• 2. A known weight of frozen fruit or fruit blend was fed into the apparatus, processed into the frozen material, and collected in a volumetric container (graduated cylinder or graduated beaker).
    • 3. The frozen material was weighed and then gently pushed down to remove any large air pockets caused by the viscous material folding path into the container.
    • 4. A known volume and weight of deionized water diluent was then added to the frozen material.
    • 5. The resultant volume was then observed.

The results of this test is shown in the chart disclosed in FIG. 6. Density data was interpreted as follows: Density (g/cc)=weight of material/volume in cc.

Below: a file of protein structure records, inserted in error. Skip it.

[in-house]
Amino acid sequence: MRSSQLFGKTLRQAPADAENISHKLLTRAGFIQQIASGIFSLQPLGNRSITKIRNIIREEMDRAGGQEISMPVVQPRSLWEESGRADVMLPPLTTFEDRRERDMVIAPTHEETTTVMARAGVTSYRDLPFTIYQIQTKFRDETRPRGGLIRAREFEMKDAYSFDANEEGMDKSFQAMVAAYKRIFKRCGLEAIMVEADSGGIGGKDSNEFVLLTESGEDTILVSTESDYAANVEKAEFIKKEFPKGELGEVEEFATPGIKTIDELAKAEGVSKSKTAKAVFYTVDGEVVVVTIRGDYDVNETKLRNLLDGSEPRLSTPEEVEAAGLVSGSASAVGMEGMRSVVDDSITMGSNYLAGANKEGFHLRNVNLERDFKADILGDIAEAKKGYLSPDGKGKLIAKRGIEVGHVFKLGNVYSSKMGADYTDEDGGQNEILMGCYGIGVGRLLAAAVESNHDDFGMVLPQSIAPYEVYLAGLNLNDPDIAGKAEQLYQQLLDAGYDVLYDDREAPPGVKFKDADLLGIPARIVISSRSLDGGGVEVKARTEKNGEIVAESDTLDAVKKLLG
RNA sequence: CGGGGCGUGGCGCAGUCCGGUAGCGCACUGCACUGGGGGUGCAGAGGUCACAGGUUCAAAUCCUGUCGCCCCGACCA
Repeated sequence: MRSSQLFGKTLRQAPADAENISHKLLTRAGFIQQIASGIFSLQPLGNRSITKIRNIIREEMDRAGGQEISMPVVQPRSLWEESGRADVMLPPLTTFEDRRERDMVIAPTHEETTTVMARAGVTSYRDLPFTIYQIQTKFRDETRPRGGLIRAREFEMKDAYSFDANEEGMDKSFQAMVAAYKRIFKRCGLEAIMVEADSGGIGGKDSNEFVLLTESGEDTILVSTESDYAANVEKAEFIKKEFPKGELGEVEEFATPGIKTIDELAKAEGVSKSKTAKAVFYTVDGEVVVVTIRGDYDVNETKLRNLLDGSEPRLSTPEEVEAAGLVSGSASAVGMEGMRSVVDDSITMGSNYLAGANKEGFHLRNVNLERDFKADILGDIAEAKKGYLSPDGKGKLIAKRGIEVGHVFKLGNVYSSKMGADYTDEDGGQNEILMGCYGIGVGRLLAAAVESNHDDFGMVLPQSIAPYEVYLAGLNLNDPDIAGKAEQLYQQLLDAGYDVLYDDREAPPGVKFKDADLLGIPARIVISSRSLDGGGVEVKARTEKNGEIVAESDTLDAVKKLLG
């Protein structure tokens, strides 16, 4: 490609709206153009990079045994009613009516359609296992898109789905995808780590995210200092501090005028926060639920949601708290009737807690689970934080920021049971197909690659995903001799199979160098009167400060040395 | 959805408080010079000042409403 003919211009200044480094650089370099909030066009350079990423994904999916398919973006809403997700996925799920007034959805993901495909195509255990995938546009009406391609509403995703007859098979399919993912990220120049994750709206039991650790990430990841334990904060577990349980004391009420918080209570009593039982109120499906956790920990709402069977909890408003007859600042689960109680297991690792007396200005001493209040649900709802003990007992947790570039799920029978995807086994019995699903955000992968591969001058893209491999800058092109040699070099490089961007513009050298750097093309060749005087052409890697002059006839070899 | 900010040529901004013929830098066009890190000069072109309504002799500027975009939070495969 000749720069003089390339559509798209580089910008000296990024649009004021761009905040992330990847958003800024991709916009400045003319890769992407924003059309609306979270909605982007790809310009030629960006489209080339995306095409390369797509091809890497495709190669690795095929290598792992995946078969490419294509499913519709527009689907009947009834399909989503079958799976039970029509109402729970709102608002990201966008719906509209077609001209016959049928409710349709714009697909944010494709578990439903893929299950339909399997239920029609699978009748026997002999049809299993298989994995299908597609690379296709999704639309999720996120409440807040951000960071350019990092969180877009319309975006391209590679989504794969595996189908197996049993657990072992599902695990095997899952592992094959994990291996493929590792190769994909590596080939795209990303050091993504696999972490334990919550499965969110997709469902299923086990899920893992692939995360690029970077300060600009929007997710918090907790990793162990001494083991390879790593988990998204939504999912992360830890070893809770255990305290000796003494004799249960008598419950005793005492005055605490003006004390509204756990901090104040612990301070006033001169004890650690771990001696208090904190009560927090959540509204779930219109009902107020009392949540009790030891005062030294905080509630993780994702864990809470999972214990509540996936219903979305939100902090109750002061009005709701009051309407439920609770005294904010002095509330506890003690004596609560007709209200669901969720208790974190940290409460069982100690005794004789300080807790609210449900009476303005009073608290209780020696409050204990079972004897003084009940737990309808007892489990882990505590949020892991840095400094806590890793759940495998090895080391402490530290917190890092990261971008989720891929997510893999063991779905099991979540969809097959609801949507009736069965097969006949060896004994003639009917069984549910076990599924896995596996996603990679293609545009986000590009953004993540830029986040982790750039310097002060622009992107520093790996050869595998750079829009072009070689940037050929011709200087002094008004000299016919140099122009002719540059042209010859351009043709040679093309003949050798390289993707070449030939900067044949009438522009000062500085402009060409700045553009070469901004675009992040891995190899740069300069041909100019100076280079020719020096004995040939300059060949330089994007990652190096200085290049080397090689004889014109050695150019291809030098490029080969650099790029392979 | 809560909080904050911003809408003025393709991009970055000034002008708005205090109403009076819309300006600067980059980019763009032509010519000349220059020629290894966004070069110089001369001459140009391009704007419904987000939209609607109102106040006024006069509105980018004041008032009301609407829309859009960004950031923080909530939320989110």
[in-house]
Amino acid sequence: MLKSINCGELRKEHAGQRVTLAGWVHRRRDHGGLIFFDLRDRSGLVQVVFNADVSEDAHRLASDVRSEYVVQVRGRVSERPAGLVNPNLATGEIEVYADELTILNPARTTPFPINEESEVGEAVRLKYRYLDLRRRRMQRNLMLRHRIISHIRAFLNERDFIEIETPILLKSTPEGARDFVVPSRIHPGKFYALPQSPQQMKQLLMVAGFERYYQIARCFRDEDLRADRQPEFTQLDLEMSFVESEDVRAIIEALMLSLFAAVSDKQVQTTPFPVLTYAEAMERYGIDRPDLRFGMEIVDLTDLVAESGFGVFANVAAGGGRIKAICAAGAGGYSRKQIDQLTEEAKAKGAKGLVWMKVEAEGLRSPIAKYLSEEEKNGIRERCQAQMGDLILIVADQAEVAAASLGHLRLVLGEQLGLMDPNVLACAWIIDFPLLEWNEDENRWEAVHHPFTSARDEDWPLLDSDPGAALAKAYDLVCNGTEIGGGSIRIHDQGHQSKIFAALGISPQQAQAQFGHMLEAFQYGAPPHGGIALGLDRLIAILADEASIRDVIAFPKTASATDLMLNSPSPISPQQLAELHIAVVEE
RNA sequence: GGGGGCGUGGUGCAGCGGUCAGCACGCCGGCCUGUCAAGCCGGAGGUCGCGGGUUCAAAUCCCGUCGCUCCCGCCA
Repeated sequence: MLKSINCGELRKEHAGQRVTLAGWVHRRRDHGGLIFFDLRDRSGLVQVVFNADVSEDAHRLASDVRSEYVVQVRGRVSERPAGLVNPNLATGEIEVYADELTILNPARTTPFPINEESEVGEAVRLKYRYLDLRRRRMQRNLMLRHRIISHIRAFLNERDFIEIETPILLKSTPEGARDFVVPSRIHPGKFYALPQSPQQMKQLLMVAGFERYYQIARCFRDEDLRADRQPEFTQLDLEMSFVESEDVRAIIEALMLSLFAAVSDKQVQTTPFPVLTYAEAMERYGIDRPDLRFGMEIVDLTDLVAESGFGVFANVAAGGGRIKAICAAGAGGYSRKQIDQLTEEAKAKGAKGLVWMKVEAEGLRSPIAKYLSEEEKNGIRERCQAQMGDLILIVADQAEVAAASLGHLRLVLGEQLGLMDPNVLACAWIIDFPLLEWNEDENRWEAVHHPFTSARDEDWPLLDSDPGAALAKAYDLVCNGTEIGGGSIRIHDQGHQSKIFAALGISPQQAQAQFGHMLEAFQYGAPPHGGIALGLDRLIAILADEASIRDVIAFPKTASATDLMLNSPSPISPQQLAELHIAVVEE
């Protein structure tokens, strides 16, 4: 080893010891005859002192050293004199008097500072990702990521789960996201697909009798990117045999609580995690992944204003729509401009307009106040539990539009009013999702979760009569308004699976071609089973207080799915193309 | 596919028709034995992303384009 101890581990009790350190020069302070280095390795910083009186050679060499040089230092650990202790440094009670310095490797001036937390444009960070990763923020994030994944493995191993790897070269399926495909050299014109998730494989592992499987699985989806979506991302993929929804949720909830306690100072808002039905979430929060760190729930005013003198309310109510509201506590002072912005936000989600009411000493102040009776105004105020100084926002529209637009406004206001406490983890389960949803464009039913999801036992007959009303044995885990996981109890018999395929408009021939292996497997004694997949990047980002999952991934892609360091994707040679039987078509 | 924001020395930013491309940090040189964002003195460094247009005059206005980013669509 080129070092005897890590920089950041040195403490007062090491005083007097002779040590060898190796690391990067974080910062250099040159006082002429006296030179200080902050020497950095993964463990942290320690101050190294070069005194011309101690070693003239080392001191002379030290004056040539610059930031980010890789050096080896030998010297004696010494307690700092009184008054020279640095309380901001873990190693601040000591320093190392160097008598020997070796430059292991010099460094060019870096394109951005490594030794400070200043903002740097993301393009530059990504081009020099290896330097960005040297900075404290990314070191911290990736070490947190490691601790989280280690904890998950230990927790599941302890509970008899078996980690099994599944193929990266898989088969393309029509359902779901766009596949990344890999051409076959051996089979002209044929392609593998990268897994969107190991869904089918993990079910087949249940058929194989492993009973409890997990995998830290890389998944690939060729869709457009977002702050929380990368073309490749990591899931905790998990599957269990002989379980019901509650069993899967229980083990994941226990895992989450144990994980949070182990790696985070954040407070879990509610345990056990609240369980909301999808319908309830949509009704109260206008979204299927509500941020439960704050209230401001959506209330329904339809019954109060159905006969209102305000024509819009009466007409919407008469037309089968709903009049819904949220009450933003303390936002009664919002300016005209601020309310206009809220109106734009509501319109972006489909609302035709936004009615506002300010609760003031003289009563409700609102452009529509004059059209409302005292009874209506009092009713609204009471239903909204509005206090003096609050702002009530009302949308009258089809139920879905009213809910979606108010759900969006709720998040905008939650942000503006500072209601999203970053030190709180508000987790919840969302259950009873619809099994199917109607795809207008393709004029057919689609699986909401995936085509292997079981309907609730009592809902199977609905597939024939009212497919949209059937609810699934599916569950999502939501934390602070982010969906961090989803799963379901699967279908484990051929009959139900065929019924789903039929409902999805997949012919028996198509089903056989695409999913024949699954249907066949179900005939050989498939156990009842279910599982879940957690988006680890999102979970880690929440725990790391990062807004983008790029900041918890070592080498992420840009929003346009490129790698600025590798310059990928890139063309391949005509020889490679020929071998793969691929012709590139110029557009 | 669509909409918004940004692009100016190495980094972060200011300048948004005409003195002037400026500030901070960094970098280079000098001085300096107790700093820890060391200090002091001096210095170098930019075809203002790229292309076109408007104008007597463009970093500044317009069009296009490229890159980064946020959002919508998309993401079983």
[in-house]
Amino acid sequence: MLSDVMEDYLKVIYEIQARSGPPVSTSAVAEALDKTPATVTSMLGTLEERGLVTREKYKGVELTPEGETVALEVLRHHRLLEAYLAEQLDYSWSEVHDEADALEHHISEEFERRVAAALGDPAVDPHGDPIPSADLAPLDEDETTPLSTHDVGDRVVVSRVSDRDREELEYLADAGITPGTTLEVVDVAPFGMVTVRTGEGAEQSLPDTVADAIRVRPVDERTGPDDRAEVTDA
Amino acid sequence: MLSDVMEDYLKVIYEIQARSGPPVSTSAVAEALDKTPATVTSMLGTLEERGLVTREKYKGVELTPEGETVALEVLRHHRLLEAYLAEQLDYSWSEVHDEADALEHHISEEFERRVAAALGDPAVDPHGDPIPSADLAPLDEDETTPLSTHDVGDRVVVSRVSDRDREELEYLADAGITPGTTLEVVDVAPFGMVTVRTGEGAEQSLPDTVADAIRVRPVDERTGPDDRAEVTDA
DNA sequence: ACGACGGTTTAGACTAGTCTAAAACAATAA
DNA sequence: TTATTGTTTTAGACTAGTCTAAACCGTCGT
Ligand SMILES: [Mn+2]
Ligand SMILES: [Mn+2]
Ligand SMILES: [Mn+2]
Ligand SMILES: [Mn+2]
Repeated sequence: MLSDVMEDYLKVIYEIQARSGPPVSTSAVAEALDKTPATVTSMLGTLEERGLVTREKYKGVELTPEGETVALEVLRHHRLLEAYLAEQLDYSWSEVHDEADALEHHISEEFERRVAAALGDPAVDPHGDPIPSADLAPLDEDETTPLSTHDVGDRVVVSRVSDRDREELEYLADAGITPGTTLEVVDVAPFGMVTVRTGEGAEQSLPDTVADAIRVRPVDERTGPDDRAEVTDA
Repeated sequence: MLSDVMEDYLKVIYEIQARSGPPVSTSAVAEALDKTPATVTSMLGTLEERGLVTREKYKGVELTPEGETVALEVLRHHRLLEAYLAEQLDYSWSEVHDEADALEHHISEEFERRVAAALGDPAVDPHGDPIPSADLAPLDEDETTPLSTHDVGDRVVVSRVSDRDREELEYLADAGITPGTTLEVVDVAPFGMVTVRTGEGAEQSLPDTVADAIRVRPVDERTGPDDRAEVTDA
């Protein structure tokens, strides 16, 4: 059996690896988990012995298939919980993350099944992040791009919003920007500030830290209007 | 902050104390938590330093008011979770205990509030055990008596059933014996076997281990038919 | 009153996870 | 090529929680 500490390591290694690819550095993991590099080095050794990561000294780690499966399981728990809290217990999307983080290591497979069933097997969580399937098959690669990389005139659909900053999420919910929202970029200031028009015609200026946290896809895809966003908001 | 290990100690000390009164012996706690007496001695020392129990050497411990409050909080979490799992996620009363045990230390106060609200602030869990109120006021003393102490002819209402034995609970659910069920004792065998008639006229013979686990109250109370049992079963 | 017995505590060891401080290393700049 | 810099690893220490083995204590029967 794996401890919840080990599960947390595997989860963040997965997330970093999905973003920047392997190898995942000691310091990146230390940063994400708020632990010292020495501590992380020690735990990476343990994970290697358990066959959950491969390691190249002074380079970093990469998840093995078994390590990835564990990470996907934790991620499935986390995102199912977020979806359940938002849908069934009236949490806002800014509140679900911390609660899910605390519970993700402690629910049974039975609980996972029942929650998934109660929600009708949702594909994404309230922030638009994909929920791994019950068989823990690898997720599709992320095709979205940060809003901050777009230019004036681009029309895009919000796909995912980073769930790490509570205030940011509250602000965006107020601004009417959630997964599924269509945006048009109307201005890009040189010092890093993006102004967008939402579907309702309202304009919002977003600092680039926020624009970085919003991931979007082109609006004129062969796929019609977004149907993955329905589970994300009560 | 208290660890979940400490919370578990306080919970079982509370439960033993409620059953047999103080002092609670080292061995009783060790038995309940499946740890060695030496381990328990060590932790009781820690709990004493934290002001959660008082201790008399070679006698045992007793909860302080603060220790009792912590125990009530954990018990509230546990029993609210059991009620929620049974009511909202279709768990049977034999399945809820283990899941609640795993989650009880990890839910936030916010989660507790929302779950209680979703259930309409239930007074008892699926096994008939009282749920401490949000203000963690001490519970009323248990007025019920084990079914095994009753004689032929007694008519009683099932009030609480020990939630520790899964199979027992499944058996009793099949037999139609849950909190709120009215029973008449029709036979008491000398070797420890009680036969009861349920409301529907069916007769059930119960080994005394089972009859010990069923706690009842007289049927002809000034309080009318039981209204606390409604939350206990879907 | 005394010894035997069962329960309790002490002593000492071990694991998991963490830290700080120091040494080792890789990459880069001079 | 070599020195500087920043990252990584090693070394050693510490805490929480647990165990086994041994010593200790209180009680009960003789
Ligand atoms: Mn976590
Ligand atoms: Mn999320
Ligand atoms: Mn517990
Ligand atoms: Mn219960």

Because of the need to not generate too much heat during the mastication process the number of cuts per revolution is key to the successful operation of the apparatus and processing of the feed materials. The frozen food product is cut up to 8 more times per revolution than conventional crushing and juicing machines when operating. The material is thus finely blended or masticated in order to transmogrify the feed into an extremely homogeneous frozen confection. Table 1 shows relative residual content as obtained from this frozen confection as related to a juicer. The data is presented in weight percentage. Feed material was processed by the apparatus and then forced through cheese cloth with constant force. For instance, the frozen confection as processed on the apparatus showed an average of less than 13% residual content while a commercially available juicer showed almost 20% residual content retained on the cheese cloth. This translates to a greater than 35% difference between materials processed on the apparatus verses other machines. The reduction in larger strands of fiber or starch as well as the mechanical degradation of seeds or pulp is obvious to the final mouth feel of the product.